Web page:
- If you must mail a form with your child's personal information on it, drop it off directly at the post office rather than leaving it in your mailbox with the flag up. Thieves watch for those flags, knowing there may be sensitive info inside.
- Keep your voice quiet when you must recite an SS number out loud in a public place, such as inside the Social Security Administration or if you're making a phone call while out in public.
Be aware: in this age of social media, it's crucial to talk to your older kids about what they share online. Even a small slip-up could result in a big headache.
Related: If you're interested in credit monitoring on an ongoing basis and want to save money on reports, check out the top free credit report sites.
What to Do if Your Child's Identity Is Stolen
If you suspect that your child has already become an identity theft victim, there are steps which can minimize the damage and get the ball rolling on alerting relevant organizations. First, however, you should know what to look for in terms of red flags that someone is using your child's SS number.
Warning Signs of Child Identity Theft
One of the main difficulties of catching a child identity thief is that the criminal can typically continue using the stolen social security number for years before anyone notices any suspicious activity. Credit bureaus and issues of financing won't alert you because they think the person is real. Children and their parents don't usually check a minor's credit report until it's time to start applying for credit, around age 18. So it's up to you to watch for indications of a problem.
- Your child receives pre-approved credit card offers or other credit-related offers in the mail. Even though something as seemingly innocuous as a pre-approved credit card offer may look like junk mail, it can be a sign of trouble.
- You receive notification upon filing your taxes that your child's SS number was already used on another tax return.
- Your son or daughter is denied a driver license number, bank account, debit card, or government benefits due to their SS number already being used by someone else.
- Your child receives debt-collection calls.
What to Do First
The Federal Trade Commission recommends first requesting a manual inspection of your child's credit reports from all three credit reporting bureaus. This type of search allows the agencies to look in detail at both the main file (information related to the SS number in question paired with the correct name and birth date), as well as sub-files that may have been created via a synthetic identity. These sub-files will only involve the SS number but may be connected with false information like a fake name.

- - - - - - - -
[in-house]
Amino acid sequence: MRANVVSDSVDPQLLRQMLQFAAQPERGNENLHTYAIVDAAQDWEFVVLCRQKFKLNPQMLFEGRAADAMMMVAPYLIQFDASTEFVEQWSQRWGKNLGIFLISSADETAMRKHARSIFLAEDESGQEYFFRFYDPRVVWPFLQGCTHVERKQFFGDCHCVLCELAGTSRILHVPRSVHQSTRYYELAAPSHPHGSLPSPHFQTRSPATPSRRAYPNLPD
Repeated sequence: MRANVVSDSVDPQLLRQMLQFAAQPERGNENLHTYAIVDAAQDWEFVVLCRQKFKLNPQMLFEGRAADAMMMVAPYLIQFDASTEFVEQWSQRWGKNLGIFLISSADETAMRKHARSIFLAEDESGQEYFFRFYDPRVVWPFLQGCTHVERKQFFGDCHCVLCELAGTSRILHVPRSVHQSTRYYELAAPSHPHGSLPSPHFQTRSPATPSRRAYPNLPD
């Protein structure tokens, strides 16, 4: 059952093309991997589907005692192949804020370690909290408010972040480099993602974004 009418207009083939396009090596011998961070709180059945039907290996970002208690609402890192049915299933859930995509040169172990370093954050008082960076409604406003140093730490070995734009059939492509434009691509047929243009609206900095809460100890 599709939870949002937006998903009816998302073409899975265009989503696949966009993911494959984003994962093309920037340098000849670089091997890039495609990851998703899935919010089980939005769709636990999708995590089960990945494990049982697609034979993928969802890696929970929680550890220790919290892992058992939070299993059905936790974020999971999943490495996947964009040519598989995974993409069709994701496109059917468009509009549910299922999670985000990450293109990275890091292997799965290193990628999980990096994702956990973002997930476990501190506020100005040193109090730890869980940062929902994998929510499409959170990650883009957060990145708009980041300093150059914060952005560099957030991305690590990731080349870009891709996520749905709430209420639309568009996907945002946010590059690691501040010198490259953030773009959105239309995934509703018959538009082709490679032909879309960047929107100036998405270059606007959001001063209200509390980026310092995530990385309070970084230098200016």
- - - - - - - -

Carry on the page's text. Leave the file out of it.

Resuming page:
If the credit files reveal suspicious activity, you should follow these steps:
- Record dates, times, and names of everyone you speak to and the information you received or action that is supposed to occur.
- Ask the credit reporting agencies to remove all fraudulent information associated with your child's name and SSN - this includes open accounts, collections, and inquiries.
- Request that the reporting bureaus put a fraud alert on the file. Contacting one of the agencies is sufficient (Experian, TransUnion, or Equifax) - they will contact the other two.
- Contact all companies involved - this includes any business from whom the thief sought or gained credit, goods, or services. Let them know that the accounts are fraudulent.
- File an identity theft report with the FTC.
- Look into filing a credit freeze (which I will cover next).
- File a police report.
Federal law entitles you to three free credit reports per year - one from each credit bureau, according to the FTC.
Can You Put a Credit Freeze on Your Child's File?
A credit freeze is a tool used to block companies from opening accounts in your credit file, including businesses already associated with that file. As of late 2016, there are 27 states which allow parents to freeze a minor's credit, according to the NCSL (National Conference of State Legislatures). Even if you don't live in one of these states, however, you may still be able to request a freeze on your child's credit - it may just be harder to obtain one.
- Equifax: This reporting agency will allow parents to freeze a minor's file regardless of the laws in the family's state of residence.
- Experian: You may be able to get a credit freeze from Experian if the child's file has already been compromised.
- TransUnion: This company will only allow you to get a credit freeze for a minor if you live in a state which expressly allows it.
You may be responsible for paying a fee to the credit reporting bureau in order to acquire a freeze on your child's credit.
it's understandable to feel a little overwhelmed: preventing child identity theft seems like a lot of work on an ongoing basis. You have enough on your plate without watching your junk mail and requesting complete credit reports. Remember, though: the benefits of staying alerted to any problems outweigh any effort required. The effects of identity theft can last a lifetime, and that's a start you don't want your kids to have in life.
The important thing to remember when any organization requests personal information about your children is that by law, social security numbers are not permitted to be used as personal identifiers. The purpose of this number was originally as a way of tracking one's employment for use in relation to social security benefits.
Always question anyone who wants this information to be sure it's absolutely required, and don't hesitate to begin the reporting process if you notice any of the red flags I've listed in this guide. It could save you and your family years of grief, and ensure that your children get the best possible start on their journey into adulthood.
For mo0re tips and strategies, head over to our ultimate guide to Internet Safety & Online Privacy.